In vitro studies — those that use human cells in a laboratory — of the new technique proved so successful that in January, the Danish Research Council awarded the team 12 million Danish kroner (£1.5 million) to pursue their findings in clinical trials with human subjects.
These are now under way, and according to Dr Søgaard, the early signs are “promising”.
Dr Ole Søgaard, a senior researcher at the Aarhus University Hospital in Denmark who is part of the research team, said: “I am almost certain that we will be successful in releasing the reservoirs of HIV.
“The challenge will be getting the patients’ immune system to recognise the virus and destroy it. This depends on the strength and sensitivity of individual immune systems.”
Fifteen patients are currently taking part in the trials, and if they are found to have successfully been cured of HIV, the “cure” will be tested on a wider scale.
Dr Søgaard stressed that a cure is not the same as a preventative vaccine, and that raising awareness of unsafe behaviour, including unprotected sex and sharing needles, remains of paramount importance in combating HIV.
With modern HIV treatment, a patient can live an almost normal life, even into old age, with limited side effects.
However, if medication is stopped, HIV reservoirs become active and start to produce more of the virus, meaning that symptoms can reappear within two weeks.
Finding a cure would free a patient from the need to take continuous HIV medication, and save health services billions of pounds.
The technique is being researched in Britain, but studies have not yet moved on to the clinical trial stage. Five universities — Oxford, Cambridge, Imperial College, London, University College, London and King’s College, London — have jointly formed the Collaborative HIV Eradication of Reservoirs UK Biomedical Research Centre group (CHERUB), which is dedicated to finding an HIV cure.
They have applied to the Medical Research Council for funding to conduct clinical trials, which will seek to combine techniques to release the reservoirs of HIV with immunotherapy to destroy the virus.
In addition, they are focusing on patients that have only recently been infected, as they believe this will improve chances of a cure. The group hopes to receive a funding decision in May.
“When the first patient is cured in this way it will be a spectacular moment,” says Dr John Frater, a clinical research fellow at the Nuffield School of Medicine, Oxford University, and a member of the CHERUB group.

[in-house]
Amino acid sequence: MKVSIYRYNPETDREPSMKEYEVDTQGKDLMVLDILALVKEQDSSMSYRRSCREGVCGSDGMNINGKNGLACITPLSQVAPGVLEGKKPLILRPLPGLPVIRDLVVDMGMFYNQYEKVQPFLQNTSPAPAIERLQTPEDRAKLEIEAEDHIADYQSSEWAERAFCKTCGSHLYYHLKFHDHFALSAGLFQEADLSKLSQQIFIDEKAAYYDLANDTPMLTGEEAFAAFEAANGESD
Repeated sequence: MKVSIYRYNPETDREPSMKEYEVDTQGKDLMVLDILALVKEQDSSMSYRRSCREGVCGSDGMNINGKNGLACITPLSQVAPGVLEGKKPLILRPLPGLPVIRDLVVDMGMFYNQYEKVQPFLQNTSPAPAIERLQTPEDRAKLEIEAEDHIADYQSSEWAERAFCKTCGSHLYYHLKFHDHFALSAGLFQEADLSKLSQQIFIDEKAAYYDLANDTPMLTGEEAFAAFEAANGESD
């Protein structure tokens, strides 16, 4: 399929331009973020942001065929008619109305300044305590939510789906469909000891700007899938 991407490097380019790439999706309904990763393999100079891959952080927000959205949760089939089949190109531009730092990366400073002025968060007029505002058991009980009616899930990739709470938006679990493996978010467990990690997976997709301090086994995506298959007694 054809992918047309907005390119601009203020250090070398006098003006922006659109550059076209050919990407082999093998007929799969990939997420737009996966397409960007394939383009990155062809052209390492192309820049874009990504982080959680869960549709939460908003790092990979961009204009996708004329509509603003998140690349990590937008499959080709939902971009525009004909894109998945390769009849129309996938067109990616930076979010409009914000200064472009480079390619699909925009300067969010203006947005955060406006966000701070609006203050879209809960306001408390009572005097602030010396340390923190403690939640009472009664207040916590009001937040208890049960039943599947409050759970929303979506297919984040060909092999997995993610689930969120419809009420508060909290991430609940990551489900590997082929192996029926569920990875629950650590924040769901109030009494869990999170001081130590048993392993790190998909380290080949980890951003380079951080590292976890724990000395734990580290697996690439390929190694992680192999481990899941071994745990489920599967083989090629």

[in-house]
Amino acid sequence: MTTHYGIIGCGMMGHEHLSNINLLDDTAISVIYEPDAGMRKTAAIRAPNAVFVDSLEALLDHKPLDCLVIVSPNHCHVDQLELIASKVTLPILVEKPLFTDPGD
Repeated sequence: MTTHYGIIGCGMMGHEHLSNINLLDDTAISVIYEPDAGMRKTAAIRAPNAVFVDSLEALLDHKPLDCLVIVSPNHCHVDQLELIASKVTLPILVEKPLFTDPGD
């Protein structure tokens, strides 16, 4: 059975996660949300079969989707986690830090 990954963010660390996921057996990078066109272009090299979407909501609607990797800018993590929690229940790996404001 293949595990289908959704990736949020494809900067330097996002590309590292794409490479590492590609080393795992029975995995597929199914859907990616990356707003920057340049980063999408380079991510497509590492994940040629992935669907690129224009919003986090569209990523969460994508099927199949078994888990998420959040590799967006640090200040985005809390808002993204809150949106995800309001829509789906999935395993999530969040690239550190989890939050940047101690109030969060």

“It will prove that we are heading in the right direction and demonstrate that a cure is possible. But I think it will be five years before we see a cure that can be offered on a large scale.”
The Danish team’s research is among the most advanced and fast moving in the world, as that they have streamlined the process of putting the latest basic science discoveries into clinical testing.
This means that researchers can progress more quickly to clinical trials, accelerating the process and reaching reliable results sooner than many others.
The technique uses drugs called HDAC Inhibitors, which are more commonly used in treating cancer, to drive out the HIV from a patient’s DNA. The Danish researchers are using a particularly powerful type of HDAC inhibitor called Panobinostat.
Five years ago, the general consensus was that HIV could not be cured. But then Timothy Ray Brown, an HIV sufferer — who has become known in the field as the Berlin Patient — developed leukaemia.
He had a bone marrow transplant from a donor with a rare genetic mutation that made his cells resistant to HIV. As a result, in 2007 Mr Brown became the first man to ever be fully cured of the disease.
Replicating this procedure on a mass scale is impossible. Nevertheless, the Brown case caused a sea change in research, with scientists focusing on finding a cure as well as suppressing the symptoms.
Two principal approaches are currently being pursued. The first, gene therapy, aims to make a patient’s immune system resistant to HIV. This is complex and expensive, and not easily transferrable to diverse gene pools around the world.
The second approach is the one being pursued by Dr Søgaard and his colleagues in Denmark, the CHERUB group in Britain, and by other laboratories in the United States and Europe.